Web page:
Depositions by Video Due to COVID-19
With health and safety precautions in place due to COVID-19, courts across the country have started to resume business face-to-face. Cases are starting to go to trial as huge sheets of plastic separate jury boxes, lawyer tables, judges, and stenographers. Testimony in deposition form, however, continues to be scheduled remotely via video conferencing.
What are the Drawbacks to Video Conference Depositions?
As expert witnesses, we have grown familiar with video conference depositions. Platforms such as Zoom and Cisco’s WebEx make virtual participation simple and easy. Yet many client attorneys have expressed concern about remote depositions, noting that this method inhibits them from seeing the witness in 3D. You only see what the camera sees.
Deposition by video also makes it more difficult to interpret body language and other nonverbal cues. And even though the witness is sworn in, Primeau Forensics has run across instances where we were able to scientifically prove that the witness lied under oath when the attorney’s had a limited line of sight.
A webcam’s field of view varies depending on the model. Most commonly, a webcam viewing angle lies between 50 and 90 degrees. These cameras have virtually no depth of field and certainly do not have peripheral vision like a human.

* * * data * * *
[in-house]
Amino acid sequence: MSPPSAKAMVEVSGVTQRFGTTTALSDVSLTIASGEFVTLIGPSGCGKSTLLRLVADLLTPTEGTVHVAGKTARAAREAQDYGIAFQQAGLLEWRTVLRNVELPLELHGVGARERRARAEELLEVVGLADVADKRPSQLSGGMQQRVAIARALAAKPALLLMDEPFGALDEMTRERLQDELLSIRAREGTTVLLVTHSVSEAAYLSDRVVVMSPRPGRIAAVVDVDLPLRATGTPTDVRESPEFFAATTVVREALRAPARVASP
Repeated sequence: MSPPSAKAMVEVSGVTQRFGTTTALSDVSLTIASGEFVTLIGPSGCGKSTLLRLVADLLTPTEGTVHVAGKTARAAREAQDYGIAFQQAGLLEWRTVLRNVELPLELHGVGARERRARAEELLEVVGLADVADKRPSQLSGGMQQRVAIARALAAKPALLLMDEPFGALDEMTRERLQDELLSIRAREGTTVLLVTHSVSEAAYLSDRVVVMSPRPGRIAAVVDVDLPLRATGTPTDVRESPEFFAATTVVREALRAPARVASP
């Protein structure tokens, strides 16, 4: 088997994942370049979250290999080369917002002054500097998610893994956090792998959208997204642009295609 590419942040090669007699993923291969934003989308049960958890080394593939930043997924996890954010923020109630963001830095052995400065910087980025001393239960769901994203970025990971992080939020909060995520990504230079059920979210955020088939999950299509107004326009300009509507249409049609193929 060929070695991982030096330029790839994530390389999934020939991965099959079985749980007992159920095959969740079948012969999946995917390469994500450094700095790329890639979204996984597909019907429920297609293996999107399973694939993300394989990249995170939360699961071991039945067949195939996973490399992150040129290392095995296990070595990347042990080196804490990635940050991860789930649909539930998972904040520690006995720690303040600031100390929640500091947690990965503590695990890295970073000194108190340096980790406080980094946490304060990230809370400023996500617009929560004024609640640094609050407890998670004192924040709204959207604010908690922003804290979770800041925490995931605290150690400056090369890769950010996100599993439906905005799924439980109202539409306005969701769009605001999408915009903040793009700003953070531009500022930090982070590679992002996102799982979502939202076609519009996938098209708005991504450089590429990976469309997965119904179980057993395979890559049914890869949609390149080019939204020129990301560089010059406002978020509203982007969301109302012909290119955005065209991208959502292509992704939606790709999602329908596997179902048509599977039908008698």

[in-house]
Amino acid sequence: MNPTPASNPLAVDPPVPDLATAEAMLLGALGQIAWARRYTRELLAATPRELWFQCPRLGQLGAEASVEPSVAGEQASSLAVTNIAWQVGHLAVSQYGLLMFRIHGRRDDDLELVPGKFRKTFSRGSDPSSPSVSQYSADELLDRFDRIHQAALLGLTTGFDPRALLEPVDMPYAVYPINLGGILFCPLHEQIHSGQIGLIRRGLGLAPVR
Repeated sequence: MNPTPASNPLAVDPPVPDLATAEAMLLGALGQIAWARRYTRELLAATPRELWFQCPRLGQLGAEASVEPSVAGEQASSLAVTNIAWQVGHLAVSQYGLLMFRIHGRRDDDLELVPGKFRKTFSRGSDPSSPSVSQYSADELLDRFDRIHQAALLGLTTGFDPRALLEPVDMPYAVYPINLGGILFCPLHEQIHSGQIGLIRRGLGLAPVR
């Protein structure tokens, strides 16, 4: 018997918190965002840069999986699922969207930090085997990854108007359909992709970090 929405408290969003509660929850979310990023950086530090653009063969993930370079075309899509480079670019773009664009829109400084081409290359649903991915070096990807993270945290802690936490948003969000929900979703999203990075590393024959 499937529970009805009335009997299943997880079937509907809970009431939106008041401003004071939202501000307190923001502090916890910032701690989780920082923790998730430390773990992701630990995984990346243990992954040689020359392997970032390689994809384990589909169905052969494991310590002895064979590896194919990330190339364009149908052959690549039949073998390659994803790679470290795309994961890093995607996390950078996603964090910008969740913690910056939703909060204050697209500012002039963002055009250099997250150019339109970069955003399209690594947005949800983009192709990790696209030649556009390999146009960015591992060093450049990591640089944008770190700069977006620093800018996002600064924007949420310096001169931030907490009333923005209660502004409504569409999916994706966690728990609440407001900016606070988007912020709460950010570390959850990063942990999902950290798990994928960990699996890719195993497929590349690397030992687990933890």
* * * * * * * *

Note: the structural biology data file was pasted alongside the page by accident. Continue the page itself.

In a video conference deposition, attorneys are unable to see what lies next to or behind the computer screen. Items normally prohibited in a court of law may be present without the deposing attorney’s knowledge.
A few years ago, I had a case where a client-attorney whispered to their client throughout a remote deposition. We forensically enhanced the telephonic recording and could clearly hear the attorney whispering answers to the witness.
Case Study: Forensic Enhancement Disqualifies Witness in Video Conference Deposition
More recently, Primeau Forensics encountered a case in which we were able to prove the witness lied under oath. A law firm called to ask if we could forensically enhance a video deposition recording to see the reflections in the witness’s eyeglasses. When asked by the deposing attorney, the witness said they were not looking at anything, notes or otherwise. But in our forensically enhanced video work product, we were able to see the reflection of another computer screen that was changing as the deposition progressed.
We could see white pages with black text, some of those pages had color on them, others did not. The witness was advancing some type of document throughout the deposition. Once again, our client-attorney asked if the witness was looking at anything other than the camera. And for the second time, the witness tilted their head up and said they were not looking at anything, notes or otherwise. When their head returned to the resting position, we saw a desktop image reflected in their glasses. They had minimized their program to return to their home screen.
The court disqualified the witness in this case study. Not only did forensic video enhancement help our client-attorney uncover the truth, which is the goal behind each forensic investigation at Primeau Forensics, but it helped raise awareness for what drawbacks video conference depositions hold.
Navigate Remote Depositions with Primeau Forensics
Primeau Forensics offers forensic and litigation consulting services that can help you safely and correctly navigate your video conference depositions. With nearly four decades in business, our team has experience testifying in court and working with high-profile clients.
Contact us or call us at (800) 647-4281 to learn more about our expert support services.